Staying Vigilant as Veterans' Scars Heal

Gov. Phil Bryant addressed a room full of veterans to commemorate Veterans Day on Thursday, Nov. 9.

Gov. Phil Bryant addressed a room full of veterans to commemorate Veterans Day on Thursday, Nov. 9. Photo by Arielle Dreher.

— Soldiers and military personnel from almost every U.S. conflict in the last 70 years packed into a small auditorium in the G.V. Sonny Montgomery Medical Center on Thursday, Nov. 9, to commemorate Veterans Day, which is on Saturday this year.

Gov. Phil Bryant addressed the veterans, emphasizing the importance of medical care for veterans when they return from service.

"Another Veterans Day passes, and we think back about how much more, perhaps, we could have done. Could we ensure that every veteran in this nation has the care that they receive here?" Bryant said.

"Can we ensure that every veteran in this nation is living the American dream? Do they have a home? Can they send their children to college? Can they overcome the scars both physical and emotional that were suffered during their years and times in the military? We must forever be vigilant to make certain that we can answer affirmatively, yes," the governor added.

The governor said that all Americans who have not fought for the nation must make certain we are serving our veterans.

"I hope that I can do that as governor, and at any opportunity that I have, I recognize to salute and serve those who have worn the cloth of this great nation," he said.

Bryant praised Commander Randy Reeves during his remarks. Reeves is a veteran of Operation Desert Storm, the first commanding officer of the GV Sonny Montgomery Naval Reserve Center and the first director of the Mississippi Veterans Memorial Cemeteries. Reeves was confirmed for the Wall of Honor at the Montgomery Medical Center on Thursday, along with three other veterans—Jack Kilcrease, Kenneth Lenington, Robert Shane Pugh—who were inducted posthumously.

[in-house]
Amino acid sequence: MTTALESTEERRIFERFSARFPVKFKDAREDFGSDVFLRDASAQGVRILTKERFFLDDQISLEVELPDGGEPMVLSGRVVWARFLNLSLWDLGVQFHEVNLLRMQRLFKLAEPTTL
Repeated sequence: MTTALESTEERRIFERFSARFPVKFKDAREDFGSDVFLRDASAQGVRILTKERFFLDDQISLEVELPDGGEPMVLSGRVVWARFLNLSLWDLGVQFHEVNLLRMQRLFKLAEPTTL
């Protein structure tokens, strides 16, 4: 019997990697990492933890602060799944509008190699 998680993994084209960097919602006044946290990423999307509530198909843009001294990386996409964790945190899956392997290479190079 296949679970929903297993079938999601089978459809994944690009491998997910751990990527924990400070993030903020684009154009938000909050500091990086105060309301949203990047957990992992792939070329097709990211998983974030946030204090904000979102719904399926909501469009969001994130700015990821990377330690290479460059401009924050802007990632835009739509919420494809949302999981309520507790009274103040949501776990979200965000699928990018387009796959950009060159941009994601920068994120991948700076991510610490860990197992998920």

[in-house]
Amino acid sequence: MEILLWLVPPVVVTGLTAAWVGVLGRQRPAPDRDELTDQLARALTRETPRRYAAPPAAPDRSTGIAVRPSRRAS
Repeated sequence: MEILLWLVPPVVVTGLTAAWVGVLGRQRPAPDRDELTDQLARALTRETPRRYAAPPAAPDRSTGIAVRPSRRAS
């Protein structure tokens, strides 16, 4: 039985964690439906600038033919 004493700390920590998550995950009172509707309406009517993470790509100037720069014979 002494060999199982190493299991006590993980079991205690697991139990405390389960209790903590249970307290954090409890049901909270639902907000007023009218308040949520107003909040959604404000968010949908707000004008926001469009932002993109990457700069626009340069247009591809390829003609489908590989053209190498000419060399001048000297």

The U.S. Senate recently confirmed Reeves as the Under Secretary of Veterans Affairs for Memorial Affairs.

"I can think of no job that would be more important, none that would carry with it greater honor, than making certain that we are ever-watchful over the memorials, the cemeteries," Bryant said while congratulating Reeves at the ceremony.

David Walker, a veteran and director of the medical center, said Veterans Day is celebrated on Nov. 11 because it was on Nov. 11, 1918, at the 11th hour of the 11th month that the guns of World War I fell silent across Europe as the armistice with Germany went into effect.

Americans serving in that conflict started to come home, Walker said, "and we began to support our returning veterans."

Retired Col. Robert A. Kay recognized World War II, Korean War and Vietnam War veterans, in addition to those who served in U.S. conflicts in Grenada, Venezuela, Panama and Kuwait. Kay thanked the veterans as well as their families for supporting their loved ones. He said only .5 percent of the U.S. population serves in the military today.

"I'm proud to be a veteran; you should be proud to be a veteran," he said. He said that since 2001, only .5 percent of the U.S. population has served in the military in volunteer service.

Email state reporter Arielle Dreher at [email protected].


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